Local Governments Opposed to Larger and Heavier Trucks

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1,500 members of local governments from across the United States added their names to a letter delivered to lawmakers opposing any increase in the size and weight of trucks and freighters. The letter, entitled “Bigger Trucks: Bad for America’s Local Communities” was organized by the ‘Coalition Against Bigger Trucks.’ Two pieces of legislation in the House propose increasing the maximum weight of trucks by 11,000 pounds (at its heaviest).

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Earlier in 2023, Rep. Dusty Johnson, a Republican from South Dakota, introduced a bill that would establish a five-year pilot program to allow truck weight on federal interstates up to 91,000 pounds on six axles. At about the same time Rep. Lance Gooden, a Texas Republican, introduced legislation that would allow a 10% weight increase to 88,000 pounds for auto transporters hauling electric vehicles (both short-haul and long-haul transport).

Government officials signing the coalition’s letter say bigger trucks would cause expensive damage to their infrastructures: “Heavier and longer trucks will damage our roads and bridges, leaving local taxpayers footing the bill. We cannot afford this, and Members of Congress need to hear our concerns,” said Berks County, Pennsylvania Chairman Christian Leinbach in a statement from the coalition. Continued: “Trucks do not load and unload on interstates. These trucks find their way onto local roads and bridges, whether it is for meals and gas or to deliver their cargo. This impacts us all.”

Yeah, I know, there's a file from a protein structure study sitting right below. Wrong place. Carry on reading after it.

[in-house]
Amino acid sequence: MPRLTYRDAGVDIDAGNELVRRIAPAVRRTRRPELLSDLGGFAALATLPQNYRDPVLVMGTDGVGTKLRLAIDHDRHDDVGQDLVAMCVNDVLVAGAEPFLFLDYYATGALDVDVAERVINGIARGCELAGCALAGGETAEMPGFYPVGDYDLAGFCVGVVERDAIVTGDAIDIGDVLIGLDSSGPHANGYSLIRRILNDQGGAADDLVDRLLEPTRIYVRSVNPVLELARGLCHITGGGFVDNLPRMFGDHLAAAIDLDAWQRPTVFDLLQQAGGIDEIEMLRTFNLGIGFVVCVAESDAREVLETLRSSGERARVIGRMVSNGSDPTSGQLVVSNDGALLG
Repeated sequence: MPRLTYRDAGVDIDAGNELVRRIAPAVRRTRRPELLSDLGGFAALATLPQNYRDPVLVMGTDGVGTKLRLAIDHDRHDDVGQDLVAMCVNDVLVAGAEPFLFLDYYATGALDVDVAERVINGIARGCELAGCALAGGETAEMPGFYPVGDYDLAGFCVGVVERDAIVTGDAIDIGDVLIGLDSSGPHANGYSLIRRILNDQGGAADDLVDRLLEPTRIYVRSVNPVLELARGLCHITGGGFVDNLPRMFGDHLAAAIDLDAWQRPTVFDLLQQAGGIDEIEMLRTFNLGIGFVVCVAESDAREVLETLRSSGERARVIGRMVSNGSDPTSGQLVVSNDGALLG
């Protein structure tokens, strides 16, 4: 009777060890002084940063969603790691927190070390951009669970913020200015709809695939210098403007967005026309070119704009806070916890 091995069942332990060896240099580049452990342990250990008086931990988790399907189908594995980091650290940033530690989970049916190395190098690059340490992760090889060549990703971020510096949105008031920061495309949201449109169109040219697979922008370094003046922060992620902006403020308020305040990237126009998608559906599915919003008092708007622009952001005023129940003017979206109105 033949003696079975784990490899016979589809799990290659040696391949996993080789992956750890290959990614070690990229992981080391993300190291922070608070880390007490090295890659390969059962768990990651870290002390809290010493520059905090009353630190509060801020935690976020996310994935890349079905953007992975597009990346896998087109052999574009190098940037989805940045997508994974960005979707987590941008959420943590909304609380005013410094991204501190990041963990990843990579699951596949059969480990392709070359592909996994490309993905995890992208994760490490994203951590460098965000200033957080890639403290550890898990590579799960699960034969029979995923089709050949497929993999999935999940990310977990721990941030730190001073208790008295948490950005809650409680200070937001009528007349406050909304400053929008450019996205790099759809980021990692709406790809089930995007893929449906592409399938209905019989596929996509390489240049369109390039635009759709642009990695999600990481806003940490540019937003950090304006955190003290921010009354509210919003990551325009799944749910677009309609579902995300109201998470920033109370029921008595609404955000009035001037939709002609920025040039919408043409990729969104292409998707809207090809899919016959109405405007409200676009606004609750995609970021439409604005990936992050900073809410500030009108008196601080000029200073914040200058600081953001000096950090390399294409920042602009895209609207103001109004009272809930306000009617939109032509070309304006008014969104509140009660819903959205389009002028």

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The pressure is now on Congress to pass several important funding bills to avoid a possible government shutdown at the end of September.

However, the Owner-Operator Independent Drivers Association last month sent a letter to House committees on Transportation and Infrastructure, Appropriations, and Agriculture – asking them to reject efforts in order to allow heavier trucks on U.S. highways.